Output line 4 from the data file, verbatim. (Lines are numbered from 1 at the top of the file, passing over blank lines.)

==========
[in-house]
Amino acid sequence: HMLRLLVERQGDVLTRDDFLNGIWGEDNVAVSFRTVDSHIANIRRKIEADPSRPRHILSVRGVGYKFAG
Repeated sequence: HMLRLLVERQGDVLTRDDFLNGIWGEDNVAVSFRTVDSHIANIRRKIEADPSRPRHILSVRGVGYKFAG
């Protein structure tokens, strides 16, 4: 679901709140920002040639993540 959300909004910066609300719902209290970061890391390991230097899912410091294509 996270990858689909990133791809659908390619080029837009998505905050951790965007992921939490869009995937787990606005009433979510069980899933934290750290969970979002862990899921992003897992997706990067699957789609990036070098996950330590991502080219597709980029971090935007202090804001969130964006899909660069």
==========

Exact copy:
């Protein structure tokens, strides 16, 4: 679901709140920002040639993540 959300909004910066609300719902209290970061890391390991230097899912410091294509 996270990858689909990133791809659908390619080029837009998505905050951790965007992921939490869009995937787990606005009433979510069980899933934290750290969970979002862990899921992003897992997706990067699957789609990036070098996950330590991502080219597709980029971090935007202090804001969130964006899909660069």